Vida admirable y penitente de la V.M. sor Sebastiana Josepha de la SS. Trinidad : religiosa de coro, y velo negro en el religiosissimo convento de señoras reliogiosas Clarisas de San Juan de la Penitencia de esta ciudad de Mexico

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Author: Valdés, Joseph Eugenio

Year: 1765

Publisher: En la imprenta de la Bibliotheca Mexicana

Place: Mexico City


[10]+396+[4] pages with Full-page copper-engraving following the title page. Octavo (8" x 5 3/4") bound in period limp vellum. (Medina, Mexico 5022; Palau 347490; Sabin 98310) First and only edition of this biography of Mexican nun Sebastiana Josefa Maya Marín (1709-1757), based mostly on the letters she sent to her confessor over the course of more than a decade. An interesting work that combines biography with autobiography and sheds light on the lives nuns during the Spanish colonial era.

After her death in 1757, Sor Sebastiana Josefa de la Santísima Trinidad (1709-1757), a nun from the Convent of San Juan de la Penitencia in Mexico City, left a collection of sixty letters written to her confessor, in which she recounts her domestic life and her intense spiritual practices, portraying herself as a model bride of Christ following the path to sanctity. Based on these letters, Ignacio Saldaña and Eugenio Valdés, published her panegyric sermon (1757) and hagiographic biography (1765), respectively, underscoring those aspects of her saintly life that best played into a sanctioned hagiographic discourse, and omitting the domestic elements of her daily conventual routine present in her narrative. The heritage of seventeenth-century spiritual writers left a strong influence on eighteenth-century figures such as Sor Sebastiana Josefa de la Santisima Trinidad. She began her spiritual development as an intern n the Colegio de Belen, a retreat where willing girls could become beatas and aspire to profess as regular nuns. Because of her poverty she had numerous problems in finding a place to profess until shew was finally admitted at san Juan de la Penitencia, where she eventually became a black-veiled nun at age thirty-seven. She had been admitted as a novice in the Indian convent of Corpus Christi, which she had to leave due to the protests of the Indian community, an incident that she remembered. Her fifty “letters” to her confessor concentrate on the state of her soul and are the sum of her known writings. Their value to the Franciscan Order is suggested by the fact that they were meticulously copied by several friars. At the margins a scribe has classified the nature of the passages written by the nun and written the appropriate descriptive virtue they could embody for a potential reader. It is not known if Sor Sebastiana Josefa’s writings circulated among the Franciscan nuns or friars but, they were used for her biography. The annotations could have been made by either Fr Ignacio Saldana, who wrote her funeral sermon or Jose Eugenio Valdes, who wrote her biography. Sor Sebastiana repeated the well-known rhetorical disclaimers of her incompetence and lack of interest of her life, but like other nuns, she kept on writing. She provides some information the daily life of that institution. Perhaps the most notable is that of the many years she spent taking care of a sick religious. The intensity of her spiritual life is portrayed in full baroque anguish. Alternating between states of despair and heights of mystical union.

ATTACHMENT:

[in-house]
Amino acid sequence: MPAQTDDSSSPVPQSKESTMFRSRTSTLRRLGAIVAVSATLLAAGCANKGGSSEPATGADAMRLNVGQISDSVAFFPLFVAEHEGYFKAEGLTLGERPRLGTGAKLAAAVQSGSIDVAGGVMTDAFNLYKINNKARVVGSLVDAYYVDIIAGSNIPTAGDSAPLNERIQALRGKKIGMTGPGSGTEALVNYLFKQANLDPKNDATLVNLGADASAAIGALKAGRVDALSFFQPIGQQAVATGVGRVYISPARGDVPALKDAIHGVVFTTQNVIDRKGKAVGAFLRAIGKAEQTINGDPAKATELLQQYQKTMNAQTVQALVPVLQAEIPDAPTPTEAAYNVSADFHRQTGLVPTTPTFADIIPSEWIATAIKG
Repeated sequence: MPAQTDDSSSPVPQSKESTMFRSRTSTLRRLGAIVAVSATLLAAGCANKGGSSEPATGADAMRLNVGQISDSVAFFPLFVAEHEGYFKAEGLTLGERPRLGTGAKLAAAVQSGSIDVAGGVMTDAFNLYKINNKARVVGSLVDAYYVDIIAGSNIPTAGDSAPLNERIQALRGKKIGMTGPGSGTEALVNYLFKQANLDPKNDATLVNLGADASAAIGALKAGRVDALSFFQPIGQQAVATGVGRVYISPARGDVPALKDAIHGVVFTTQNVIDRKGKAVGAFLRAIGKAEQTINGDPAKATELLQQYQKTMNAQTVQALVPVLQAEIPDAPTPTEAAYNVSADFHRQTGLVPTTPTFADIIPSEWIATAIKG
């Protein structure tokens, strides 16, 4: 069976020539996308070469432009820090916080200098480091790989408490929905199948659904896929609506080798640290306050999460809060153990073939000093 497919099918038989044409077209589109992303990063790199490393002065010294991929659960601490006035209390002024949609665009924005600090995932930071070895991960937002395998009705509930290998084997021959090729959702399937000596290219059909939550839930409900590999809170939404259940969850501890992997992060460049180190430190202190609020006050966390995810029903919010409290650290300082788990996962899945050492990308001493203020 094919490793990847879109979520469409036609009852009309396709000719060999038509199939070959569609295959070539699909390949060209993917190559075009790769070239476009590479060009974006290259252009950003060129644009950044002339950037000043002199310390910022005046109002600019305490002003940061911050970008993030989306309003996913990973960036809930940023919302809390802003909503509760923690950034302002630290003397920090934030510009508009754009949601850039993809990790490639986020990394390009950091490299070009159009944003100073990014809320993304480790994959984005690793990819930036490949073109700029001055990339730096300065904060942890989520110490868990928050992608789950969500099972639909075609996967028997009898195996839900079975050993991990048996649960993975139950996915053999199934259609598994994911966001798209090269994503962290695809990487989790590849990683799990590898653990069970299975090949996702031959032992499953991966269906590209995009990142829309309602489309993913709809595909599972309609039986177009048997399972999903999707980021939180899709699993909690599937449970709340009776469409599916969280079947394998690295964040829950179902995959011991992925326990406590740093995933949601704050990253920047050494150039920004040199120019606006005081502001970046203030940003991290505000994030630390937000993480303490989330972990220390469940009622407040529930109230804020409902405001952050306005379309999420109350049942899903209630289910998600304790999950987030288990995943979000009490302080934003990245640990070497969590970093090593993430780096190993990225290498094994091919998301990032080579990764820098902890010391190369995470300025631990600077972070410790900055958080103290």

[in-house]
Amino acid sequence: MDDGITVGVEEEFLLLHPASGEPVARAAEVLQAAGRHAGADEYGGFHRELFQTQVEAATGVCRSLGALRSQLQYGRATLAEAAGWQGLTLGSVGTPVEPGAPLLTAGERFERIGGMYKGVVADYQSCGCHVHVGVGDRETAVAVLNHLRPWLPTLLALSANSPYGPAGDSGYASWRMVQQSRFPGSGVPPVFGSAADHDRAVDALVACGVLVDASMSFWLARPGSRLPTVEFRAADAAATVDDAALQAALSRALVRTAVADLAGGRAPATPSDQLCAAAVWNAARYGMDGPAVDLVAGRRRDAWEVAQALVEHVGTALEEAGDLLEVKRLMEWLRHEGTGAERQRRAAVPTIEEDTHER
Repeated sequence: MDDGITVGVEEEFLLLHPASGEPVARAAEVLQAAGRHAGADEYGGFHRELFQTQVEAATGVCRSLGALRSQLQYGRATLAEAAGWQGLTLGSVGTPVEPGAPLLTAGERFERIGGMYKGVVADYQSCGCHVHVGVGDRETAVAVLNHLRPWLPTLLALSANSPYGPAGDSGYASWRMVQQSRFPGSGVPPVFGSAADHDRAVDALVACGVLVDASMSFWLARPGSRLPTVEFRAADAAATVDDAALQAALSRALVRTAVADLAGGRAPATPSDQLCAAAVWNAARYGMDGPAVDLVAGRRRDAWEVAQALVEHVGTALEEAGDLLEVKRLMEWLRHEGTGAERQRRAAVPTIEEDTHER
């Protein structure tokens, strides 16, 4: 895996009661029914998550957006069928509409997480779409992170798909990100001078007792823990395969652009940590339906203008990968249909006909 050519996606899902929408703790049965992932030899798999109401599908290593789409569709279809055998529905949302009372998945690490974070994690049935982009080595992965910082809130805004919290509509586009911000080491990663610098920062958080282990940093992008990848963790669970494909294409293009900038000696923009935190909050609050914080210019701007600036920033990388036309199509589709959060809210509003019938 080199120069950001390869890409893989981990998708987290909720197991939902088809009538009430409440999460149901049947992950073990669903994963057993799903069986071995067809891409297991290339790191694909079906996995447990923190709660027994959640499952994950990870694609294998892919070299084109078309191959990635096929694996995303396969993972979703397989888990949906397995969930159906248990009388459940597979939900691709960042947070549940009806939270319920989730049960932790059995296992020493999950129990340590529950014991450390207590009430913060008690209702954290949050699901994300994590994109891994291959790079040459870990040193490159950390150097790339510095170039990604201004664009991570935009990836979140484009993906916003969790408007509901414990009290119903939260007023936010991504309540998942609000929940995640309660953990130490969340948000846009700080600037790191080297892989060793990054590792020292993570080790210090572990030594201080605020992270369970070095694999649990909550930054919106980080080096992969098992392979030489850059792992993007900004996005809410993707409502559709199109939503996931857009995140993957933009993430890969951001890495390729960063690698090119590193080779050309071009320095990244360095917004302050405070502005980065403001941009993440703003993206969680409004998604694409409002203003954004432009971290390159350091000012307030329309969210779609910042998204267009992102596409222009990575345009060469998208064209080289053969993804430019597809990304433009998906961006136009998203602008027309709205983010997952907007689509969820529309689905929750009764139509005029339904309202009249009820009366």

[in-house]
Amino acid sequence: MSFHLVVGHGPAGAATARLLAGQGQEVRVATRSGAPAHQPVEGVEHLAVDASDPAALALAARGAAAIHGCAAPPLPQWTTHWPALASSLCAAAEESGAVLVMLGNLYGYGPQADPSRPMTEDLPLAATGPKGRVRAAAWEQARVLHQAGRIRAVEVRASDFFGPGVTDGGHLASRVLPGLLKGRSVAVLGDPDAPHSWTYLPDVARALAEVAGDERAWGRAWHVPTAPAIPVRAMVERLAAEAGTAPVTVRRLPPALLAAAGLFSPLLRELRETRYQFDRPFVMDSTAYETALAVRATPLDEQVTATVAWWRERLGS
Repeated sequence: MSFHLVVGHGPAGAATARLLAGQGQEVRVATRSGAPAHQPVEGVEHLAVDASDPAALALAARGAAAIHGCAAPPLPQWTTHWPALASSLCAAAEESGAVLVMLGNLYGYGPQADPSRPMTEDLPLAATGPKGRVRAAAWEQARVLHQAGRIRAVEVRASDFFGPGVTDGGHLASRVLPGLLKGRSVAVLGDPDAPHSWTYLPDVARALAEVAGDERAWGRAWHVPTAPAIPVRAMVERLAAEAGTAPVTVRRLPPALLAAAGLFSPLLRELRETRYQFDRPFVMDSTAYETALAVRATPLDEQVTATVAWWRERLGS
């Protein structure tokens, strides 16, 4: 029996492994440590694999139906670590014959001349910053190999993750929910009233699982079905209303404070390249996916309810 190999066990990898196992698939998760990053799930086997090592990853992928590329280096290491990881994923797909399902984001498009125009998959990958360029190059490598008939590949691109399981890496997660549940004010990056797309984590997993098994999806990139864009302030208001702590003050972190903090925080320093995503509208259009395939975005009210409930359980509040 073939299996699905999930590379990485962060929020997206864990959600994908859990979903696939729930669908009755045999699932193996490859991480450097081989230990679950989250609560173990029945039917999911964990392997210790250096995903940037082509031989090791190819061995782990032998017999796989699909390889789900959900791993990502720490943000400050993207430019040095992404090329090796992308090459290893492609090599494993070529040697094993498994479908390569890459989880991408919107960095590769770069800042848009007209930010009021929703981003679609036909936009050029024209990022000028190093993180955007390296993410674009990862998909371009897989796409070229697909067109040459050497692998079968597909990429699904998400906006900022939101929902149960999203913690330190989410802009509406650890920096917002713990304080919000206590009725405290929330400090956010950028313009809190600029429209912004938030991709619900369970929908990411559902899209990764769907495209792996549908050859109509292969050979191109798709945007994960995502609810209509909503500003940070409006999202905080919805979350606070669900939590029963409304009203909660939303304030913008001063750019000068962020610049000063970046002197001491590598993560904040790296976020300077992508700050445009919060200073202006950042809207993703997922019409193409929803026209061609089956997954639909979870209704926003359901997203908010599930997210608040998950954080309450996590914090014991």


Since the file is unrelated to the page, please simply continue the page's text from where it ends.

wear to covers, lacking ties; title page trimmed and mounted on backing paper, the engraving partially backed; lower half of fore-margin of pp. 75-6 torn off affecting a few letters of 15 lines on each page else a good to very good copy of a scarce Mexican imprint.

SOLD 2020

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